AUTHOR’S NOTE: This review originally ran in Drive-In Asylum #21. You should buy it!
The film that dares to explain what most parents can’t…
SEE life begin!
SEE the actual birth of a baby!
There are some movies that I can’t wait to watch. And then there are others that I keep from watching, waiting for the right moment so that they achieve maximum viewing velocity and impact.
For years I’ve thrilled to the trailer for Teenage Mother, with its barking voice basically shouting to no one in particular, “It happens 250,000 times a year. Where is your daughter tonight? This is the story of a girl who wasn’t careful.”
I can word for word perform this trailer for you – go ahead, ask me next time you see me in person – so I was concerned. How could the movie live up to a ballyhoo build that promises a girl who turns brother against brother, a wanton lass so scandalous that roadshow presentations of her story would come complete with split audiences for the boys and the girls, as well as a nurse to explain “the real facts of life” with a “brief lecture about how we use our bodies.” The voiceover shrilly lays it all on the line, “every parent should bring our child. It explains things you can’t” in color and Cinemascope.
Also known as The Hygiene Story, a lesser title if there ever was one, this was produced by Jerry Gross. Obviously, he learned and applied the square up reel instructional angle that the legendary Kroger Babb employed when he roadshow four-walled Mom and Dad across America for decades. While Gross only directed two other movies – Female Animal and Girl On a Chain Gang – he also produced everything from All the Kind Strangers to Sweet Sweetback’s Baadasssss Song and The Black Godfather.
More than that, Gross was the genius who bought a movie called Caribbean Adventure, retitled it I Eat Your Skin and like some mad genius, had the vision to pair it with a movie that is literally LSD on filmstock, I Drink Your Blood.
Gross brought both of the Mondo Cane films to American theaters, complete with actors hired to play natives that would dance through the aisles. He also had a hand in getting Fulci’s Zombie, Fritz the Cat, Blood Beach, Johnny Got His Gun and The Boogeyman on screens. And he possessed the carny intelligence it took to rename Day of the Woman to the much more titillating – and money-making – nom de plume I Spit On Your Grave.
Nobody could title a movie like Jerry. He once said, “I guarantee that all these are selling titles. The public just cannot resist a film if the title drags them in. Stars don’t matter. Titles do!”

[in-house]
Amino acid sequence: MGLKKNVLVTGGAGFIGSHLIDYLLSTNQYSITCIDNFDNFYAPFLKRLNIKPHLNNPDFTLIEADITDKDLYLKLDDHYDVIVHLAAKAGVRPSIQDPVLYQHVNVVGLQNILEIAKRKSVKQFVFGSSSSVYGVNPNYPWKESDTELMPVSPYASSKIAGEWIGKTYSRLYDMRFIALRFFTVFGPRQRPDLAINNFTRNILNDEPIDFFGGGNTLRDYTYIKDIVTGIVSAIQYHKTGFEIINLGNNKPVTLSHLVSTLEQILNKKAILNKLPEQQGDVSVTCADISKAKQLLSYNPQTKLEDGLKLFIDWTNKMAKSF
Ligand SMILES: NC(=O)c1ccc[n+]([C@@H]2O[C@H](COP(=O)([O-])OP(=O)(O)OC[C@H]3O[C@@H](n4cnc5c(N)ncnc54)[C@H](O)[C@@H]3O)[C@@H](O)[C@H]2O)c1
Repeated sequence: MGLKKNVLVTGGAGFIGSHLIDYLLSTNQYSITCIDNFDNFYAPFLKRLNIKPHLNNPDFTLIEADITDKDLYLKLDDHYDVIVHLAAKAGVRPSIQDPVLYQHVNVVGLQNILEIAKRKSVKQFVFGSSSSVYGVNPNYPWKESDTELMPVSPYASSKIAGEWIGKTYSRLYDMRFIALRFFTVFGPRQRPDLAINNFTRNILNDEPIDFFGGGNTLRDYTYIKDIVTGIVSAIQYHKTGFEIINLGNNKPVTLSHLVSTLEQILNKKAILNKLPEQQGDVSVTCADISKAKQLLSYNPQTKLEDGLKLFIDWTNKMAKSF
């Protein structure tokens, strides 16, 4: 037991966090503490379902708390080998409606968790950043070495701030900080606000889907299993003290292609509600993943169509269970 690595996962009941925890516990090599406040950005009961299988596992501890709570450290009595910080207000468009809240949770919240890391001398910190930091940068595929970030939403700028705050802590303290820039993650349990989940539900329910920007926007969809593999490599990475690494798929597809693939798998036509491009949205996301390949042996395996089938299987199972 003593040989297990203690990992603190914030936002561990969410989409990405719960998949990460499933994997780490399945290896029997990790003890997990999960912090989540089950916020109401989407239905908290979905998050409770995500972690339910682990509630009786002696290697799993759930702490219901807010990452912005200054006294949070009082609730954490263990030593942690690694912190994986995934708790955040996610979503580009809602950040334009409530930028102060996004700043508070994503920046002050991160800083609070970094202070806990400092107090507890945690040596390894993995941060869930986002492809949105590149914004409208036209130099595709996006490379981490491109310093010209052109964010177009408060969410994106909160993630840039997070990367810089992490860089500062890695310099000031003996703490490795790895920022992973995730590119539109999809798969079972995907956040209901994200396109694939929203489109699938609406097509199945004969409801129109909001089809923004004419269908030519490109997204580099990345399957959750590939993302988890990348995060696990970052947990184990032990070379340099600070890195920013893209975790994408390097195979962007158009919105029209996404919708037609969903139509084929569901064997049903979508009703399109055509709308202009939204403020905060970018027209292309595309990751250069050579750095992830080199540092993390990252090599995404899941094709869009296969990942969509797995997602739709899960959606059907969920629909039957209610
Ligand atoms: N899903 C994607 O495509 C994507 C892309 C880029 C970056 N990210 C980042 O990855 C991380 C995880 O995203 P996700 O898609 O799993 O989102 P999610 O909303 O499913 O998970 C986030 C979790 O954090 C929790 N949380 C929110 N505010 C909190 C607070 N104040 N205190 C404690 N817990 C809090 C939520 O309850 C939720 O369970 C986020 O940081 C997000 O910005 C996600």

Jerry pulls a fast one here, as our heroine Arlene (Arlene Farber, the at-the-time wife of Gross, who appears in the film as a seedy truck driver) never even gets knocked up. She’s just lying to her boyfriend to get attention. So yeah – the movie Teenage Mother doesn’t even have a teenage mother in it, but is really about Ms. Peterson, a teacher who has angered all the parents with her sex education class.
Beyond all that, Teenage Mother provides an odd place for several stars to get their first on-screen credit. Earl Hindman, Wilson from Home Improvement, is here, as are Lynne Lipton (the voice of Cheetara on Thundercats), Alex Mann (who appeared in movies by Joe Sarno, Barry Mahon, Doris Wishman and Michael Findlay) and most surprising, Fred Willard. In his brief moment on screen, he breaks up an attack on Ms. Peterson, an act that the future star of Fernwood 2 Night said caused boos in some of the rougher showings of this opus.
But back to the story. Our heroine being mock pregnant has the town in an uproar and the hygiene class is the culprit.
“Teaching that stuff in school is like talking about the Devil right in church,” screams the matronly librarian – who should really speak in a hush, if you think about it – at one point. But for all the bluster of the trailer about how “this is a film about a girl who went all the way” and how this “may very well be the most important film that you will ever see,” the sleaze mostly resides in that five-minute get butts in the seats masterpiece.
I say mostly because Teenage Mother ends with the actual birth of a child – forceps and all – with the same voice as the aforementioned trailer, which I like to believe is Gross. It’s the most clinical and mechanical description of the miracle of birth you’ve ever seen, using words like Universal Joint, interior birth canal and minimal compression of the fetal head.
You have to love a movie whose climax is predicated on stock footage being shown, much less stock footage that Gross slipped some doctor fifty bucks for.
Never let anyone tell you that this world is bereft of magic. At one point, Jerry Gross walked the Earth and instead of using his genius for the kind of things that normal humans celebrate like inventing consumer products or running for political office, he blessed us all with mind-melting reels of cinema. He taught us so many things, foremost among them the knowledge that Satan is an acidhead and that Teenage Mother means nine months of trouble.